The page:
“I think he’s turning it in the right direction,” he said.

Comments like that exasperate Democratic officials, who say that there’s little evidence to back Trump’s claim that his election has worked a turnaround in the U.S. economy.

The unemployment rate, for example, has dropped steadily for more than eight years. It was at 5% or below throughout 2016 — at a time when Trump sometimes said official unemployment statistics were fake — and the downward trend continued this year. Unemployment now sits at just over 4%.

Similarly, the stock market was on the rise for almost all of President Obama’s eight years in office and has continued to tick upward since Trump’s election.

Moreover, few of Trump’s economic policies have actually been adopted.

His trade policies mostly remain as rhetoric. He withdrew from a proposed 12-nation trade agreement in Asia, but it had not yet taken effect. Other deals that he had lambasted remain intact.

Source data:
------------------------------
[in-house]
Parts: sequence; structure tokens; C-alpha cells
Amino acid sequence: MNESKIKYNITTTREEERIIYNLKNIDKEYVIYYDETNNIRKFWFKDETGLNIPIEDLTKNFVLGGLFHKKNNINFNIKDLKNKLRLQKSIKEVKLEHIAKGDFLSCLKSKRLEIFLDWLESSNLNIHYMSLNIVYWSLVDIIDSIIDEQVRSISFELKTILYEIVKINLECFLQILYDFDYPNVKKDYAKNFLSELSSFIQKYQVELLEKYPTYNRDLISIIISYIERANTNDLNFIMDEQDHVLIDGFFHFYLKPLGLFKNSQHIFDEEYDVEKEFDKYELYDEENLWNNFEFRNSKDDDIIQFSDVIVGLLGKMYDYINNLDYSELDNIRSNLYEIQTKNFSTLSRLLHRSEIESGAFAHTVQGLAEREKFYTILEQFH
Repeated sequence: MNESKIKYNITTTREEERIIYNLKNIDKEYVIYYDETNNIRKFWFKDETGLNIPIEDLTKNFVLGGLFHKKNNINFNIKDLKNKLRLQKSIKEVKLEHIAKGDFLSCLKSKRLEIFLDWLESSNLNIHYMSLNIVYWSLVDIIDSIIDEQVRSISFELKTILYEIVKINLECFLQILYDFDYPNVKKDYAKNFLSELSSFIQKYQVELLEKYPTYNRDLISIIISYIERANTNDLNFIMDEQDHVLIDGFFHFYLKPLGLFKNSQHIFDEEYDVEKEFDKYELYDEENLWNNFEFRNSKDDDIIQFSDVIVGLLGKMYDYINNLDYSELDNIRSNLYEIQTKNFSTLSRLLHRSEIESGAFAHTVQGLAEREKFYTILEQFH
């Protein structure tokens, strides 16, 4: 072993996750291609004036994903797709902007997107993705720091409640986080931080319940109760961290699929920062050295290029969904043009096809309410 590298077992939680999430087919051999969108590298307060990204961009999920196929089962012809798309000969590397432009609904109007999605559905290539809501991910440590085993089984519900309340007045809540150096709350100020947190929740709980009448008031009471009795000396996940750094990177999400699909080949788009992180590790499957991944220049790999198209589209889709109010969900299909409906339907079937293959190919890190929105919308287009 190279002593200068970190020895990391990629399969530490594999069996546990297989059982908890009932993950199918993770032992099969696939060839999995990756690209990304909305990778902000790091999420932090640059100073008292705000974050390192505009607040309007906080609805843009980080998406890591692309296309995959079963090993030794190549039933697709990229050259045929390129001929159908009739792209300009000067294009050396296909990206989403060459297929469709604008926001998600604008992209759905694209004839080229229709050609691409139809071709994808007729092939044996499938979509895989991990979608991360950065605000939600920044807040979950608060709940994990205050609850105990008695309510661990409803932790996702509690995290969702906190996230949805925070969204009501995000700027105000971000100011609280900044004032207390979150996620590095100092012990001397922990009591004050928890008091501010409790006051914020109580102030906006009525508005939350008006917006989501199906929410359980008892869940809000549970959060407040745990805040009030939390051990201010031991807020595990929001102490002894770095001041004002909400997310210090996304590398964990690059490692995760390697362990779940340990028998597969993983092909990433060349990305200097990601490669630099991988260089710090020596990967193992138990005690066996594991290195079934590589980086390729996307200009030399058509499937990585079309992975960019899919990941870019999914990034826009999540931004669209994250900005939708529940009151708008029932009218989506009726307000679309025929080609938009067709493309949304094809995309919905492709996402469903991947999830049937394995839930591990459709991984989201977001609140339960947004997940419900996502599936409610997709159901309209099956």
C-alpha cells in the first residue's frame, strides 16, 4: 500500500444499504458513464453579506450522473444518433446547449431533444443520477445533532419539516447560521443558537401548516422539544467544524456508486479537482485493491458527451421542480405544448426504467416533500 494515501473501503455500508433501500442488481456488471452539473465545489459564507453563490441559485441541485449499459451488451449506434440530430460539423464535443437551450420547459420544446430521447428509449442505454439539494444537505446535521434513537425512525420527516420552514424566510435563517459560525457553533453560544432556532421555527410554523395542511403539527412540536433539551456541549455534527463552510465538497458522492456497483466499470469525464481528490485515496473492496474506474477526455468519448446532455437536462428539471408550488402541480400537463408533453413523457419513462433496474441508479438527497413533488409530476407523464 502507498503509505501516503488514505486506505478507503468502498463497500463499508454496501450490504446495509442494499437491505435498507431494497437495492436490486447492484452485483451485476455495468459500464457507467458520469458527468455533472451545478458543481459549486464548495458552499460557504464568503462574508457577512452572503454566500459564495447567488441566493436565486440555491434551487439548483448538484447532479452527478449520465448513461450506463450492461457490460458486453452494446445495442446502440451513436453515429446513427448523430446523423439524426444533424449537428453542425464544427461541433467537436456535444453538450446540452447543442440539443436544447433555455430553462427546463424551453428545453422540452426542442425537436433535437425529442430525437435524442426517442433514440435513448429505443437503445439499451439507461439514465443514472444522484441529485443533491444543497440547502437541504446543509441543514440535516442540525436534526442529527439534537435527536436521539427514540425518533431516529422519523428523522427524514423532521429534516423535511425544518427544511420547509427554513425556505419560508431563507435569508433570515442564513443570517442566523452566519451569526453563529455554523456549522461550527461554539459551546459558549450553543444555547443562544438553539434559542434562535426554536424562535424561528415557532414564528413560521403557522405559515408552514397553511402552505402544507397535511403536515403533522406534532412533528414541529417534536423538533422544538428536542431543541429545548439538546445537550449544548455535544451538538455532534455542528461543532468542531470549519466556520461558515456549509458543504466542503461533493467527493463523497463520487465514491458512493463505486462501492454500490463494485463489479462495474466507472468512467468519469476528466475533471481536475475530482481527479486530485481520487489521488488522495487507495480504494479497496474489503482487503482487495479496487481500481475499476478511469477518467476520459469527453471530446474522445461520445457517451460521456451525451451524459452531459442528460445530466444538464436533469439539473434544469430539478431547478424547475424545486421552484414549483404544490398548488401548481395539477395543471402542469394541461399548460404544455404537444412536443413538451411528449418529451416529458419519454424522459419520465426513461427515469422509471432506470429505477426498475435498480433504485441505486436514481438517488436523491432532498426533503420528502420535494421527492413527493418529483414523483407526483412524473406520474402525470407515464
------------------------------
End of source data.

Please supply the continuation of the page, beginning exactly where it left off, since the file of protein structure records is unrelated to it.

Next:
The tax cut bill making its way through Congress would be the first major piece of economic legislation to pass in his tenure.

The biggest policy steps from his administration have mostly involved efforts to roll back federal environmental regulations, but even on that front, many of the largest efforts remain works in progress.


Trump would not be the first president to gain politically from a good economy that he didn’t fully bring about — or suffer from a bad one that wasn’t his fault.

Presidential popularity typically rises and falls with economic performance even though economists generally agree that presidents have limited ability to affect the short-term ups and downs of the business cycle.

Right now, Trump is clearly on the winning side of the economic statistics.

Polling by numerous organizations shows that the sentiments expressed in Hart’s focus group are widespread: While some Americans support Trump all the way and others loathe everything about him, a significant segment expresses different views depending on which aspect of the president they’re focused on.

His behavior — his tweets, his public quarrels, his racial divisiveness — all draw sharply negative responses. So, too, does his handling of healthcare.